Volume 01, Number 02, Spring, 1983

Future File

Computers that Diagnose

INTERNIST-1 is a member of a new family of “expert programs” being developed by artificial intelligence researchers. It is capable of making multiple and complex diagnoses in internal medicine. Dr. Randolph Miller and colleagues at the University of Pittsburg have developed and evaluated INTERNIST-1 by comparing it against clinicians, and case discussants. Its performance was qualitively similar to that of the clinicians, 17 correct definitive diagnoses out of 43, versus 23 for the clinicians, but definitely inferior to the discussants (29 correct). The main deficiencies in the present program are the inability to reason anatomically or temporally. The program cannot recognize problems at different stages of development or develop explanations of causality.

The impact that AI developments such as INTERNIST-1 have had on people have ranged from “that might be a handy tool someday” to visualized scenarios wherein computers take over the world. There is little doubt that as machines have been developed to handle more aid more tasks, the costs of accomplishing those tasks have fallen and the number of people directly working on those tasks has dropped, the question that libertarian futurists might consider is whether this process can continue until capital accumulation (automation and AI) reaches the point where human labor is no longer a significant part of the resource mix and the price of goods approaches zero. Singularities such as this seldom develop in stable systems—but they do develop. If this one does, how will it effect the market economy? In fact, will there even need to be an exchange of goods or will one have the capability to be a “market unto oneself”? If this singularity does not exist, what is the limiting factor?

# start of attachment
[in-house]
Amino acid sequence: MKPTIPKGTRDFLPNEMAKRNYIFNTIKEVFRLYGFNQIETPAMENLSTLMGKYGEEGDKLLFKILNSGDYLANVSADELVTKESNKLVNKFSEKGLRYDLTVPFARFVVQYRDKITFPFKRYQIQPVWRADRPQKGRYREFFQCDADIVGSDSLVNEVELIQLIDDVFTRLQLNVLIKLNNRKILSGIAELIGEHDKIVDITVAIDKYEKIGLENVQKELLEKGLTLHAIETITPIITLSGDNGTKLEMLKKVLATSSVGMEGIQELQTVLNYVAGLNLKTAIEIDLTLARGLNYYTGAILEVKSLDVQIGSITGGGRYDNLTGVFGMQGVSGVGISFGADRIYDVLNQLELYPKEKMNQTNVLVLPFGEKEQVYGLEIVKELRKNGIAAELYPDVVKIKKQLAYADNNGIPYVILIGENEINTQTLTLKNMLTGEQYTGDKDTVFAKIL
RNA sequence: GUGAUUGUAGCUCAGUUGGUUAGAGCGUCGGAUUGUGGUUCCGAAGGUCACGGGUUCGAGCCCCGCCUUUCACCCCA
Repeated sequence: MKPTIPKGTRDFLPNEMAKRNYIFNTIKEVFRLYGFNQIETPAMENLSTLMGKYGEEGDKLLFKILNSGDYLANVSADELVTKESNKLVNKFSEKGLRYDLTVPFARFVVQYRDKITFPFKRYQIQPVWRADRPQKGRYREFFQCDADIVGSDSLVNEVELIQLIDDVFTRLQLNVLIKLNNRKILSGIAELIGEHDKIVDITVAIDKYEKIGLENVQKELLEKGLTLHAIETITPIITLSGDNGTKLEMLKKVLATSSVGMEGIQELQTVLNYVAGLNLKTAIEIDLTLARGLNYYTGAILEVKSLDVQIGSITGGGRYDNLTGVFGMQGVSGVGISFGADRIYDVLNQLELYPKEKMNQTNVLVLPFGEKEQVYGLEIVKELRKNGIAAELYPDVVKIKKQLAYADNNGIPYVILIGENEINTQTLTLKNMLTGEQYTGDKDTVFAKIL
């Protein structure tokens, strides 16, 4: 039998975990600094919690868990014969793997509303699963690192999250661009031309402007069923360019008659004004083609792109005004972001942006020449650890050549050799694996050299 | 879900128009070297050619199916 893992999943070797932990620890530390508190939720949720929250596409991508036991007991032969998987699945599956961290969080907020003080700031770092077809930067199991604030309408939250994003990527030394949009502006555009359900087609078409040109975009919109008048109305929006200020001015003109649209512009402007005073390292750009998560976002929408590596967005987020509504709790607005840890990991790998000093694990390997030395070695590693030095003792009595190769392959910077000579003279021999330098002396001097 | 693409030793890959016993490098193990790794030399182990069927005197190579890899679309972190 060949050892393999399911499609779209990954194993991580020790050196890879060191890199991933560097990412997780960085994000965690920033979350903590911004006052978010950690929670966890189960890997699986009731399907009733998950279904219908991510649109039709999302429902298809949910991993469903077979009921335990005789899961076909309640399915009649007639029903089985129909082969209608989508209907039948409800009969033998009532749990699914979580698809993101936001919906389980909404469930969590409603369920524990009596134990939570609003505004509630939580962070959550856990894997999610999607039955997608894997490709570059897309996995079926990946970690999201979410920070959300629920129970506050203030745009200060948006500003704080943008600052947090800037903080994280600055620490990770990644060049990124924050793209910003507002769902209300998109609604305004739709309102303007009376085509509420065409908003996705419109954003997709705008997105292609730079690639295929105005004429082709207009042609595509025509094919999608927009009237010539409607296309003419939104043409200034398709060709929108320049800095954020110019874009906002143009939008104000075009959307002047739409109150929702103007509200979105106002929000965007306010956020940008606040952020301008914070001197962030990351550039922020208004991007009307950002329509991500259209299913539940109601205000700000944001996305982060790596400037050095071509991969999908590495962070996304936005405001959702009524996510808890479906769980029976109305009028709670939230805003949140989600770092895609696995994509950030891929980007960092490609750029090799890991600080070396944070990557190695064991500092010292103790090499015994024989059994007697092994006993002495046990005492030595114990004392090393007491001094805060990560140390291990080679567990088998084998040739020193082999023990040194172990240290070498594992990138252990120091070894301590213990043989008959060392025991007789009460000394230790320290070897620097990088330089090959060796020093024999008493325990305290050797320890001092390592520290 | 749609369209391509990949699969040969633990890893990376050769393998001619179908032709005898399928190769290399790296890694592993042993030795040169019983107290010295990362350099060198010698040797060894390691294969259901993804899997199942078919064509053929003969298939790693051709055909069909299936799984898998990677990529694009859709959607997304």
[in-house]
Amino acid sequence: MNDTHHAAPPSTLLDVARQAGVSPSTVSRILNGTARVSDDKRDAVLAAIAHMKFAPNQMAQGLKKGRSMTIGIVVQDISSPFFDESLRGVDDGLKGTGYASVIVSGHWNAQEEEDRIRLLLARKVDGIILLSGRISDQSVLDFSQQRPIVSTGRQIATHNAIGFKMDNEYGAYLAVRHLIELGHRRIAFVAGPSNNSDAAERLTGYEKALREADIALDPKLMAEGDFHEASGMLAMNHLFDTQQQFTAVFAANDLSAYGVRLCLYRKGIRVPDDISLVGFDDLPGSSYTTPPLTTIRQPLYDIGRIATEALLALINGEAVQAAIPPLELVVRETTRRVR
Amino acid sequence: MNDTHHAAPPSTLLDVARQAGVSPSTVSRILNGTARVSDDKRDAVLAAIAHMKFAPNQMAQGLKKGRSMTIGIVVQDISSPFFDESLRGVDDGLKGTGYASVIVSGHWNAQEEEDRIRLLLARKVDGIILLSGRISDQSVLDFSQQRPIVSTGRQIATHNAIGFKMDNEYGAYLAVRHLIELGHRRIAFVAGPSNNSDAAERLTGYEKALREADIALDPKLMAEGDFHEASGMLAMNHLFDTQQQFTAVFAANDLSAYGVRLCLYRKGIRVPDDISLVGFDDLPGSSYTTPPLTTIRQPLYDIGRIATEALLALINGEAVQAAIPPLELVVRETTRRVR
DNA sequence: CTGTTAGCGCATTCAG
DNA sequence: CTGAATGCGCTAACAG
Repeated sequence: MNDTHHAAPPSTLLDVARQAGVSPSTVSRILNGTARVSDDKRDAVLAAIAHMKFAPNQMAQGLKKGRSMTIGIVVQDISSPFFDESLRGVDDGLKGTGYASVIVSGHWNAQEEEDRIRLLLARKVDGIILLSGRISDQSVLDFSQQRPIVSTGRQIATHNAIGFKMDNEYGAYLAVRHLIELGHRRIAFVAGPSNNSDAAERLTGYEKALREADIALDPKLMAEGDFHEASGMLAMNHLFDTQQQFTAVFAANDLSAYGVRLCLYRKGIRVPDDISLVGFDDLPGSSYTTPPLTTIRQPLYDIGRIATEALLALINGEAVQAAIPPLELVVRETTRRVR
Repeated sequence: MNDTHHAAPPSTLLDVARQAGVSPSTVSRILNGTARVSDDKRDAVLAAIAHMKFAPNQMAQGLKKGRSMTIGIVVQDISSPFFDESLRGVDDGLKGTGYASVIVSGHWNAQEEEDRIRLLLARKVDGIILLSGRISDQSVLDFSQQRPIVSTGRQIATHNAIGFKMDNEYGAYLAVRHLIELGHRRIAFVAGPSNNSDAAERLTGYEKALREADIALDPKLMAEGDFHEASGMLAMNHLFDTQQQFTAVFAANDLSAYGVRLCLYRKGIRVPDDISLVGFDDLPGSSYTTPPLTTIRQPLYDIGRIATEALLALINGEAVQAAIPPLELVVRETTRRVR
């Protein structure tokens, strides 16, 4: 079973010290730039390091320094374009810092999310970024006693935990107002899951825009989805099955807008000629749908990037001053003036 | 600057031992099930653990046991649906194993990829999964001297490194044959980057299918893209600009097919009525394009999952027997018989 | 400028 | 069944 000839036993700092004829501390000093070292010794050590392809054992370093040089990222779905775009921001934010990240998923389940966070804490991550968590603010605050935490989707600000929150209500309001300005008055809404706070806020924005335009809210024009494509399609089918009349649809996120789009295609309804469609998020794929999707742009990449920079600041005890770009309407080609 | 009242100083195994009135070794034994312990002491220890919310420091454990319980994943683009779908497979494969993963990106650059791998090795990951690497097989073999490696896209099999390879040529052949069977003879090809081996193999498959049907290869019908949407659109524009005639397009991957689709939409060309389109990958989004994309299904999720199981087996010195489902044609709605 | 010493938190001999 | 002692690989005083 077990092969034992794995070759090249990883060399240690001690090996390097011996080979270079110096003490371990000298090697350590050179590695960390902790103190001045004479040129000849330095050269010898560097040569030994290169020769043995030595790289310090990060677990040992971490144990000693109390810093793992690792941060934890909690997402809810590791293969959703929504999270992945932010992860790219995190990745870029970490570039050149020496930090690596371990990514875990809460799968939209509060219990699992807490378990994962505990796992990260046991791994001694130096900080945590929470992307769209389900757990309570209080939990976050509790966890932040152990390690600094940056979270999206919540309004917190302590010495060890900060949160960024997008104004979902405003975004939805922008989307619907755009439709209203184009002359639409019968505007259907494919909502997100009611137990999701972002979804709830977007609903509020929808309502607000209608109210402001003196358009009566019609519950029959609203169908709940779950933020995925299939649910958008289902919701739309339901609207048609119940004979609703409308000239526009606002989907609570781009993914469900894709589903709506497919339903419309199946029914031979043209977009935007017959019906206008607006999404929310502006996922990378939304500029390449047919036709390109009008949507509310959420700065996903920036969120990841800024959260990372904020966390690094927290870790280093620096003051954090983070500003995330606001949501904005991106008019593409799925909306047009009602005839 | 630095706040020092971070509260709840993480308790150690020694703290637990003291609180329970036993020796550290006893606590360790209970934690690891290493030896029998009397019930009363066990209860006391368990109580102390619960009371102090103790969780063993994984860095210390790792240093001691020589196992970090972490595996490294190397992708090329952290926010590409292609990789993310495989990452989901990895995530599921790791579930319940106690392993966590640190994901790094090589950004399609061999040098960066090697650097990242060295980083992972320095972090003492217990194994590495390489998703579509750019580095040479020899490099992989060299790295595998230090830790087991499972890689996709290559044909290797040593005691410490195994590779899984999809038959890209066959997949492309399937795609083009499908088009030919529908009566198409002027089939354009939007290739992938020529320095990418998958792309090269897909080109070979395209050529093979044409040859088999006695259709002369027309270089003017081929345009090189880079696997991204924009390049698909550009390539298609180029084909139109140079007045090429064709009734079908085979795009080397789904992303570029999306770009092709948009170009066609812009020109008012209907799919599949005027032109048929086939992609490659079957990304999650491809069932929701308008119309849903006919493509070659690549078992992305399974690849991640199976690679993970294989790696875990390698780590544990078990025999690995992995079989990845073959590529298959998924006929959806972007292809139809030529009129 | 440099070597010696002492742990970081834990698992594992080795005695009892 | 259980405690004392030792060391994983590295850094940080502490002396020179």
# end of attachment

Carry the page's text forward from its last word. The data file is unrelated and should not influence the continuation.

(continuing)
—from “INTERNIST-1, An Experimental Computer-Based Diagnostic Consultant For General Internal Medicine,” New England Journal of Medicine, August 19, 1982

A New Electron Microscope

A scientist at the university of Chicago has designed an electron microscope capable of detecting objects one-third the size of those now observable. Dr. Albert Crewe’s design will, for the first time, make it possible to see the atomic structure of most solids. A distortion-correcting device which Dr. Crewe proposed in 1981 is a key component of the microscope, which will take three years to construct. “We are 90 percent confident that the corrector will work, ” said Dr. Crewe.

—from The NY Times News Service, January 24, 1983

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